Last month, the Sixth Circuit in Macy et al v. GC Services Ltd Partnership unanimously upheld certification of a class under the Fair Debt Collection Practices Act (FDCPA), despite arguments that the named plaintiffs failed to establish Article III standing. The court held the plaintiffs established a concrete injury in fact, without alleging any additional harm beyond a procedural violation of the FDCPA, because they demonstrated that the allegedly incomplete disclosures in debt collection letters sent by GC posed a sufficient “risk of real harm” to the interests protected by the statute – namely, being misled by debt collectors about their rights under the FDCPA.
Plaintiffs Wilbur Macy and Pamela J. Stowe both received a letter from a debt collector that their credit card accounts had been referred to the debt collector for collection. Macy et al v. GC Services Ltd Partnership, No. 17-5593, 2018 WL 3614580, at *1 (6th Cir. Jul. 30, 2018). The plaintiffs alleged the letters violated the FDCPA because they did not inform the plaintiffs that the defendant debt collector was required to provide certain debt and creditor information, and to stop collection activities, only if the plaintiffs disputed their debts in writing. Id.
The defendant moved to dismiss for lack of subject matter jurisdiction, arguing that the plaintiffs did not have standing under Article III of the U.S. Constitution. Macy v. GC Servs. Ltd. P’ship, No. 3:15-CV-819-DJH, 2016 WL 5661525, at *1 (W.D. Ky. Sept. 29, 2016). The district court disagreed, and relying on Spokeo, Inc. v. Robins, 136 S.Ct. 1540 (2016), found that the complaint had adequately alleged an injury in fact under the FDCPA. Id. at *4. The defendant’s letters allegedly violated the FDCPA’s notice provisions by failing to mention the “in-writing” requirement. Id. Because of that omission, then, the “least sophisticated debtor” might make an oral request for the debt and creditor information, and waive the protections of the statute. Id. The risk that the debtor would waive those protections was enough to satisfy Spokeo. Id. at *3.
In opposition to the plaintiffs’ motion to class certification, the defendant again challenged the plaintiffs’ standing. Macy v. GC Servs. Ltd. P’ship, 318 F.R.D. 335, 338 (W.D. Ky. Feb 6, 2017). The defendant argued that no class could be certified because neither the named plaintiffs nor the proposed class members could show an injury in fact. Id. The court rejected the defendant’s argument for the same reasons it denied the motion to dismiss, and further held that each class member’s individual standing need not be established. Id. The court then certified a class of consumers who received an initial communication from the defendant that did not contain the FDCPA’s “in-writing” requirement. Id. at 343.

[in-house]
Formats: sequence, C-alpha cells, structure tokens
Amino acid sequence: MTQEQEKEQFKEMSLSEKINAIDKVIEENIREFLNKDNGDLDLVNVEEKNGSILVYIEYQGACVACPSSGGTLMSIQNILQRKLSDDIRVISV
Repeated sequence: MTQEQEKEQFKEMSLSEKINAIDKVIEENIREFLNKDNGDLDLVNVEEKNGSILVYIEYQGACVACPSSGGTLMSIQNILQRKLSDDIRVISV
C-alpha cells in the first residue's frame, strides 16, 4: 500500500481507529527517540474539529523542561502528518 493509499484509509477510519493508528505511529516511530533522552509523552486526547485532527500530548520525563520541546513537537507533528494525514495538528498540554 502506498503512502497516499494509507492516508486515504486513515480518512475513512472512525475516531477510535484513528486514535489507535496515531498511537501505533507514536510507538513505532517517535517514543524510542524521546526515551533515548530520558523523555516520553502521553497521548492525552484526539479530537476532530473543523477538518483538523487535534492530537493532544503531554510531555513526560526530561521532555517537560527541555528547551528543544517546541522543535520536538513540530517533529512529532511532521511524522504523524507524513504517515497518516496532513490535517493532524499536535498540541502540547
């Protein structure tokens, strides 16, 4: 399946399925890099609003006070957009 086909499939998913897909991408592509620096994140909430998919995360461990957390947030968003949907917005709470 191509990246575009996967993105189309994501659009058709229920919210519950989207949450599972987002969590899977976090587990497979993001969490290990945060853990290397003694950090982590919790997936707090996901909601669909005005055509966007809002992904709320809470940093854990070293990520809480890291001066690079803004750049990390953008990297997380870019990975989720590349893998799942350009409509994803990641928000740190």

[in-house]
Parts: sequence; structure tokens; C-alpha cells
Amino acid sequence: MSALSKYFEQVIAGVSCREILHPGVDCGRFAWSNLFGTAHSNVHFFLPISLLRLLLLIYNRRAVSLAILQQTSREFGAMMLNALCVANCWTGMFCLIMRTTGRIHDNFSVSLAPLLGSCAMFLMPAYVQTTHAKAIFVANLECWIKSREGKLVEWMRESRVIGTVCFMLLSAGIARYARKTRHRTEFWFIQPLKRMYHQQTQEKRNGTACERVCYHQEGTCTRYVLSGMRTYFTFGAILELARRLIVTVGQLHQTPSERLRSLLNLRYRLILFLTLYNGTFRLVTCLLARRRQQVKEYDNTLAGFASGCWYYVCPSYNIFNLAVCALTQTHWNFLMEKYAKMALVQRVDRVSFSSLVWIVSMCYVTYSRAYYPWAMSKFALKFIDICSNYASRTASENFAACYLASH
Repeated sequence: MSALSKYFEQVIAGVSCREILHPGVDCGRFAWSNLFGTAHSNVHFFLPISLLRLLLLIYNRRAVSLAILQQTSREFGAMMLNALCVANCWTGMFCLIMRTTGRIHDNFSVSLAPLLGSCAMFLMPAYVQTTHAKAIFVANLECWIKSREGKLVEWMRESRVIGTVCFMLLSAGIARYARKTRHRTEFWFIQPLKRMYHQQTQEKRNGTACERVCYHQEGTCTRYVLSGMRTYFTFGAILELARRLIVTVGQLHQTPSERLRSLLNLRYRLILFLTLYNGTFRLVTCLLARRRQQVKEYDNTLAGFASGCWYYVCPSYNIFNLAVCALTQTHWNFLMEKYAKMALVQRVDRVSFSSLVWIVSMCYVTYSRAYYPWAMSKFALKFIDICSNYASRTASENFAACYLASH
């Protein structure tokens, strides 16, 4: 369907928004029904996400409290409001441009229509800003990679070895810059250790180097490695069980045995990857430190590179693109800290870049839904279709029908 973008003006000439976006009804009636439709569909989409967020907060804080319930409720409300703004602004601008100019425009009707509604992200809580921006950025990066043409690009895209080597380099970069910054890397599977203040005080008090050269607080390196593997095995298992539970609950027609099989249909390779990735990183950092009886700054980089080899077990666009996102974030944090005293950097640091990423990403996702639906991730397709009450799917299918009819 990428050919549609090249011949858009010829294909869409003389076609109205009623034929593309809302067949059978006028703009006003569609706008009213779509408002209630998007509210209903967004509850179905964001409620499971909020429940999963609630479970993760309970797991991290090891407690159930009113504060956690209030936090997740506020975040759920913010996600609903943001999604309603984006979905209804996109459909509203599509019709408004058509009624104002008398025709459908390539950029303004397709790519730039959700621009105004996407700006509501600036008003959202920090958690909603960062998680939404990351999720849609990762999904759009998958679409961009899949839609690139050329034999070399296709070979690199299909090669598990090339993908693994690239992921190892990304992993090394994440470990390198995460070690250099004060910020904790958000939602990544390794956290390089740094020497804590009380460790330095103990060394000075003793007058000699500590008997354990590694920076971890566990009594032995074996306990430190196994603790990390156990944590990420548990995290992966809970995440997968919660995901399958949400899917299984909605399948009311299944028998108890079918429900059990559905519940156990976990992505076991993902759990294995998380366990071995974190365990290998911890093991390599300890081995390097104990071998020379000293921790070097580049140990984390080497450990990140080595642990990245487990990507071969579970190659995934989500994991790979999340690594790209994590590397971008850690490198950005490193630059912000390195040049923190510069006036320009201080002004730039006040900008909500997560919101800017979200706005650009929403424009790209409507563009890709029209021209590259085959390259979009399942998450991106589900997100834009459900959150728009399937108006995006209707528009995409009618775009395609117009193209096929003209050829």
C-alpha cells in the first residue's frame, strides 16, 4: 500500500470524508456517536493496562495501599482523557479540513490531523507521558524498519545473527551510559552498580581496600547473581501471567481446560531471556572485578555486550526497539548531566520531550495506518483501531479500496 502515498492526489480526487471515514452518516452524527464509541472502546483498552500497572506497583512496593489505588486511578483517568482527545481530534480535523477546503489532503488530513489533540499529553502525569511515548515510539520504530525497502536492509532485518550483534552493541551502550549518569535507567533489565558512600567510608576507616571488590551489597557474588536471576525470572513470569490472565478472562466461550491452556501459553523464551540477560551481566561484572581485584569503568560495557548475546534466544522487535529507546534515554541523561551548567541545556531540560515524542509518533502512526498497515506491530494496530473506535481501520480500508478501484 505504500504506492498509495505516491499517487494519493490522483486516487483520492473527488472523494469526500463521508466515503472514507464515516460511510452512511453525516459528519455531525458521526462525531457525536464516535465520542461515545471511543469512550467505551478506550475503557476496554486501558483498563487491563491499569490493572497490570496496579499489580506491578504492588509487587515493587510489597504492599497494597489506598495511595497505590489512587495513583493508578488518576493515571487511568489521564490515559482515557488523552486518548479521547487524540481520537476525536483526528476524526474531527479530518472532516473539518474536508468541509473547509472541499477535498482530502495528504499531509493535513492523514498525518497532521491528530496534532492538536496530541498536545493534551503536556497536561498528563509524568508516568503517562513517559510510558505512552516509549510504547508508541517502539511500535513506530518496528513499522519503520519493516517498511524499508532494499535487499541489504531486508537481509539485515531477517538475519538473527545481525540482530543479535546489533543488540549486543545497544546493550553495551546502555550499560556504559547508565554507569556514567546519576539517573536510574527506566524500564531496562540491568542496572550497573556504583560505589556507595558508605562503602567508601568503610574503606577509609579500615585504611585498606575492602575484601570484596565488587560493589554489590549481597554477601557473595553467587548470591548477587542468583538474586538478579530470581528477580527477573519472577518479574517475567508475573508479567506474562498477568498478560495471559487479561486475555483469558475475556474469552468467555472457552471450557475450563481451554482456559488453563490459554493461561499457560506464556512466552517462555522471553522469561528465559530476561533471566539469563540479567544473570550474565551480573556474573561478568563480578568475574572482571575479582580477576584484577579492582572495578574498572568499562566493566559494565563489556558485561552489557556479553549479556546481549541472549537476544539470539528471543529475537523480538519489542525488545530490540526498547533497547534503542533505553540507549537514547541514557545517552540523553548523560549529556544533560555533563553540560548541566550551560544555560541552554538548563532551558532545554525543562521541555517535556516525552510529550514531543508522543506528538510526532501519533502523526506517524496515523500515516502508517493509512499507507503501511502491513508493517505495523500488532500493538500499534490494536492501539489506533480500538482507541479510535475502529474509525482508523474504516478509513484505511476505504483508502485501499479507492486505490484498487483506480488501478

On appeal to the Sixth Circuit, the defendant again argued that the plaintiffs’ claims should be dismissed for lack of standing and that the class should not have been certified because it was not limited to persons who suffered a concrete injury. 2018 WL 3614580, at *1.
The court reviewed Spokeo’s analysis of whether a statutory violation, on its own, is sufficient to establish an injury in fact. According to the Sixth Circuit, Spokeo categorizes statutory violations into two categories: 1) violations of statutory procedural rights sufficient by themselves to create injuries in fact because the violations present material risks of real harm to the interests created by Congress and protected by the statute; and 2) “‘bare’ procedural violations” that do not rise to that level, in which case the plaintiff must allege some additional harm beyond what Congress had identified. Id.
The court held that the allegedly deficient letters sent to the plaintiffs by the defendant presented a “risk of real harm” to the FDCPA’s purpose – protecting consumers from deceptive debt-collection practices – because the letters provided misleading information about the consumer’s rights under the FDCPA. Id. at *6. If the consumer did not inquire about the debt in writing, but instead contacted GC by telephone, they would waive most of the protections of the FDCPA’s notice requirements because the collector would not be required to verify the debt or cease collection activity. Id. at *7. Without that information about the requirement to inquire in writing, the plaintiffs were at “a materially greater risk of falling victim to abusive debt collection practices.” Id. (internal citations omitted). The harm the plaintiffs alleged – being misled by the debt collector through its letters about their rights under the FDCPA – was “precisely” the type of harm the FDCPA was intended to prevent. Id. at *9.
The court rejected the defendant’s arguments that it had a policy to honor verbal disputes because the court was bound by the four corners of the complaint, and that the alleged violations never materialized into actual harm because a material risk of harm to a congressionally recognized interest was sufficient under Spokeo. Id. at *7-8. The court also found that because the plaintiffs satisfied the concreteness prong of Article III’s injury in fact requirement, the court rejected GC’s challenge to the district court’s certification of the class. Id. at *11. The court affirmed the district court’s grant of class certification and held that the plaintiffs had Article III standing. Id.